Have you ever seen two 315-pound offensive linemen wrestle over a stick — yes, a stick — while balancing themselves inside an oversized hula-hoop?
Have you watched muscle-bound defensive tackles race one another while flipping giant 450-pound tires?
What about a pair of tight ends fighting over a yellow, suit case-sized plastic container full of 30 pounds of water?
Welcome to the newest addition of LSU’s Fourth Quarter Program: Competition Wednesdays, an intense, 40-minute workout that unfolds every week inside the program’s indoor practice facility.
The Fourth Quarter Program isn’t new. It’s been around for years as the team’s offseason workout regimen under strength coach Tommy Moffitt. It starts in January, runs through the spring and summer before ending just before preseason camp. The program used to only encompass agility drills, conditioning tests and weight lifting.
It has received a facelift, changes spurred by new head coach Ed Orgeron and created by Moffitt and his staff.
The goal: liven up what had become “monotonous” offseason drills, Moffitt said.
They added a day each week of wild, competitive events — Competition Wednesdays — and they split the players into six mini teams, all of them competing in a points race that will end after spring practice.
One of the ways in which teams receive points: win battles during Competition Wednesdays, where 100 football players are racing each other while flipping tires, pushing sleds and wrestling over a stick.
They play tug of war, too. And it’s the baddest, craziest, wildest tug of war you’ve ever seen, with 25 muscular, 200-plus — and sometimes 300-plus — pounders yanking on a rope while coaches, staff members and teammates hoot and holler.
Picture it: Three football prospects, all from the same high school, are sitting on the lobb…
This week’s Competition Wednesday unfolded on Thursday, a result of the holiday week. Players were off for Mardi Gras weekend, Lundi Gras and Fat Tuesday.
On this Thursday, they’re particularly revved up, fiery for their return to campus and, more so, for competition. After all, this is the second-to-last day of this sort. Competition Wednesdays will be no more once spring ball begins Saturday. They’ll restart in the summer.
Players pour onto the indoor practice field, all of them wearing the same attire: white school-issued shirts, emblazoned with a purple “LSU,” and matching purple shorts.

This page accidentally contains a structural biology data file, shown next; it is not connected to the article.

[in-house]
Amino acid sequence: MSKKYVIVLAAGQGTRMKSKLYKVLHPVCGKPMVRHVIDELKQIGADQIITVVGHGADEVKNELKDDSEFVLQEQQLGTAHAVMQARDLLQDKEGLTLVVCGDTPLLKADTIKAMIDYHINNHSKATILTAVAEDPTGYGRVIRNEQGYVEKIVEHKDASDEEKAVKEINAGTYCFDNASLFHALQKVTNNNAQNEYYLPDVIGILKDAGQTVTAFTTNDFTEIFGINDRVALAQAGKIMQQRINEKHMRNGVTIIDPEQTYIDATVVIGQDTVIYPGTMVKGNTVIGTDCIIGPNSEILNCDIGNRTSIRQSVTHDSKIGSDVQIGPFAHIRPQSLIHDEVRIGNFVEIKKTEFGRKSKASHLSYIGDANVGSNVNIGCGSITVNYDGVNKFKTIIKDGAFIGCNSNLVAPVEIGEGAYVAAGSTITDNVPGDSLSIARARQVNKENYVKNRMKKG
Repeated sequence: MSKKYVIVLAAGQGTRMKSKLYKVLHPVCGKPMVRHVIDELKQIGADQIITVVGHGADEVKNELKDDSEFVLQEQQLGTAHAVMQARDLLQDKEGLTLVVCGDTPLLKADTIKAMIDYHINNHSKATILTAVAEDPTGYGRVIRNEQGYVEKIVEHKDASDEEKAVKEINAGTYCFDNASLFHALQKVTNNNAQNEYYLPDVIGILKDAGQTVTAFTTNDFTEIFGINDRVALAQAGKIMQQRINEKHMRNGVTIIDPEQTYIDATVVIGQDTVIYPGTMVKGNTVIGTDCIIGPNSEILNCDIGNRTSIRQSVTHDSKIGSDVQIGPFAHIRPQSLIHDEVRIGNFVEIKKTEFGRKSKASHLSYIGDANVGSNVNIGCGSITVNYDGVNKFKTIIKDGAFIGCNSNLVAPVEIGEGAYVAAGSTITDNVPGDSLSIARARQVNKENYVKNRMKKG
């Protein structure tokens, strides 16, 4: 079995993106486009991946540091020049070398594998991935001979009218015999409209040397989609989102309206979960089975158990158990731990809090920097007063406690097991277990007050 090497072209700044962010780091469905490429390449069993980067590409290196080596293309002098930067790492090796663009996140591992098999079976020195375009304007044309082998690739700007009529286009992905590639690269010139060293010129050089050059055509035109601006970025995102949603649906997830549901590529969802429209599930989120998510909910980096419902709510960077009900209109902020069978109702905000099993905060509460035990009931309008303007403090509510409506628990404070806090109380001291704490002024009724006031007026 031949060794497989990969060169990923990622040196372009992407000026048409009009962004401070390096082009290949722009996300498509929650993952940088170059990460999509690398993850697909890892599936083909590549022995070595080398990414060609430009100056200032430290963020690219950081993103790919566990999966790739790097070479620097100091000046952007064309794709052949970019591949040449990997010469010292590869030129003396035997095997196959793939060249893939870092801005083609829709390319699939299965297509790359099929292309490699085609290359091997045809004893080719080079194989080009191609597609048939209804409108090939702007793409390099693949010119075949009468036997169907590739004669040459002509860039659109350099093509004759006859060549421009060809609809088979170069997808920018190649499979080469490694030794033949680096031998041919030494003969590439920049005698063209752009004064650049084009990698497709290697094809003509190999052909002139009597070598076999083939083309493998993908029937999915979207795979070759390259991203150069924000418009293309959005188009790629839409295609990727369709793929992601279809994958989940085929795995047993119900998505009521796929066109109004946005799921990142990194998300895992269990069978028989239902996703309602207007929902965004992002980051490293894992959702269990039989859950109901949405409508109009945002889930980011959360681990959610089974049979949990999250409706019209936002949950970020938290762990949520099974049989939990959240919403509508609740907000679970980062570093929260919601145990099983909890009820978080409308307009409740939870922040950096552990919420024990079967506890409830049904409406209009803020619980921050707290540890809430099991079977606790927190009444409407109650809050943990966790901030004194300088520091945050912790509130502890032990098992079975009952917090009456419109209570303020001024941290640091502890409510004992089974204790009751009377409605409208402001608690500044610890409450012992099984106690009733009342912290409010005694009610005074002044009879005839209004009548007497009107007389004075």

They look like rookie military troops seconds away from their first boot camp.
Fifteen minutes later, saliva drips from the mouths of exhausted offensive linemen. Hands are on hips or on heads. Waists are bent.
Guards Maea Teuhema and Adrian Magee are competing in the stick drill, one of a half-dozen different stations strength staff members set up on Competition Wednesdays.
Teuhema and Magee — they combine to weigh more than 625 pounds — are locked in a 6-foot circle, each of them with two hands on a 2-foot long stick. The goal: push the other guy out of the circle by wrestling away the stick before the whistles blows 30 seconds later.
Teuhema shoves Magee out of the circle for a quick victory.
“Do it again!” offensive line coach Jeff Grimes barks.
The linemen arrived to the drill seconds earlier after flipping those 450-pound tires. Before that, they were yanking on that water-filled, suit cased-sized yellow container that Moffitt calls “The Tug.” They went through one of two “accountability” stations, too — a "Simon Says"-type station. If coaches point left, you slide left. If coaches point down, you drop down for a pushup.
Needless to say, these big guys are tired, and they’ve got 15 more minutes of this rotation — jogging from drill to drill every five minutes.
“Who’s going to fight when they’re tired?!” Grimes yells at his linemen.
"Who's going to win us the game!?" barks a strength staff member.
Former LSU tight Coin Jeter is watching this all happen, seated with his back against the wall of the indoor facility. Jeter is training at LSU in preparation for the NFL draft.
He watches the boot camp-style workouts and smiles. He never got a chance to do them.
“I wish I could have,” he says. “Looks fun, competitive.”
Therein lies the reason for the change, Moffitt said.
“Before, it was monotonous,” he said. “There was no change. We’d go three or four days a week with zero change and just crush the guys. This year, there’s more variety. Because there’s more variety, there’s more enthusiasm. It’s just different. There’s been more energy. They look forward to it more. It’s not the same ole thing every day.”
The six stations are spread across the indoor football field, with 15-20 players participating in each. Position assistants watch from the sides as a strength staff member leads each station in what can only be described as controlled chaos.
Former LSU quarterback Brandon Harris, who has been granted a full release from the school, …
There’s that tire-flipping race, the one-on-one fight over the water-filled “Tug,” two accountability stations, the wrestling station with the stick and a race to push a metal sled, holding two 45-pound plates, 10 yards.
At the tire-flipping station, running backs Darrel Williams and Derrius Guice are in a heated battle. Who can flip the tire 5 yards down the field and then 5 yards back the quickest?
Williams won — barely. He and Guice shared a high-five afterward.
Guice, one of the favorites for the 2017 Heisman Trophy, is the head coach for the Bayou Bengals team, one of the six squads.
Each of the teams has a general manager, head coach and about 12-15 team members.